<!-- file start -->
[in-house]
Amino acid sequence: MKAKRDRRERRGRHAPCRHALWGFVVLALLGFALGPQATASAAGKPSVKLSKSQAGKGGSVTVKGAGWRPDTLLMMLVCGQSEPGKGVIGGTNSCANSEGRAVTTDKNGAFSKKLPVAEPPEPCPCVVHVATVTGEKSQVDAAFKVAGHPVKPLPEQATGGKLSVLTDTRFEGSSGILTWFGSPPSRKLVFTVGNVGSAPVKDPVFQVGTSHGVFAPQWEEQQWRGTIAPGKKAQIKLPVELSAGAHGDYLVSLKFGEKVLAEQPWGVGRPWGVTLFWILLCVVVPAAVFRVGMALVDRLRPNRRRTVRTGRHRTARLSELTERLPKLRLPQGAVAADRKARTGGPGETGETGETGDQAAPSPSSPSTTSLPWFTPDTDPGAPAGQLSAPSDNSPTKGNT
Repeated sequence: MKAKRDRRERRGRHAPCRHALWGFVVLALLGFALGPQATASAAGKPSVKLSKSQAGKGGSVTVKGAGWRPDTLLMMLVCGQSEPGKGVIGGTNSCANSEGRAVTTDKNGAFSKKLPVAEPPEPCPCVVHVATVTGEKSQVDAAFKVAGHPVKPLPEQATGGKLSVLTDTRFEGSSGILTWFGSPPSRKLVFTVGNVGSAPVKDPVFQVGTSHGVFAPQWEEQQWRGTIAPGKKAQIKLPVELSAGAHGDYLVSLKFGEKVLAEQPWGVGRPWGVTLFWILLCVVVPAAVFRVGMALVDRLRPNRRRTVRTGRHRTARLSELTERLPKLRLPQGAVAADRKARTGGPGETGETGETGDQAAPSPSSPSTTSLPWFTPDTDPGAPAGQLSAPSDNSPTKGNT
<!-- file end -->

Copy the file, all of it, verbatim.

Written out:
[in-house]
Amino acid sequence: MKAKRDRRERRGRHAPCRHALWGFVVLALLGFALGPQATASAAGKPSVKLSKSQAGKGGSVTVKGAGWRPDTLLMMLVCGQSEPGKGVIGGTNSCANSEGRAVTTDKNGAFSKKLPVAEPPEPCPCVVHVATVTGEKSQVDAAFKVAGHPVKPLPEQATGGKLSVLTDTRFEGSSGILTWFGSPPSRKLVFTVGNVGSAPVKDPVFQVGTSHGVFAPQWEEQQWRGTIAPGKKAQIKLPVELSAGAHGDYLVSLKFGEKVLAEQPWGVGRPWGVTLFWILLCVVVPAAVFRVGMALVDRLRPNRRRTVRTGRHRTARLSELTERLPKLRLPQGAVAADRKARTGGPGETGETGETGDQAAPSPSSPSTTSLPWFTPDTDPGAPAGQLSAPSDNSPTKGNT
Repeated sequence: MKAKRDRRERRGRHAPCRHALWGFVVLALLGFALGPQATASAAGKPSVKLSKSQAGKGGSVTVKGAGWRPDTLLMMLVCGQSEPGKGVIGGTNSCANSEGRAVTTDKNGAFSKKLPVAEPPEPCPCVVHVATVTGEKSQVDAAFKVAGHPVKPLPEQATGGKLSVLTDTRFEGSSGILTWFGSPPSRKLVFTVGNVGSAPVKDPVFQVGTSHGVFAPQWEEQQWRGTIAPGKKAQIKLPVELSAGAHGDYLVSLKFGEKVLAEQPWGVGRPWGVTLFWILLCVVVPAAVFRVGMALVDRLRPNRRRTVRTGRHRTARLSELTERLPKLRLPQGAVAADRKARTGGPGETGETGETGDQAAPSPSSPSTTSLPWFTPDTDPGAPAGQLSAPSDNSPTKGNT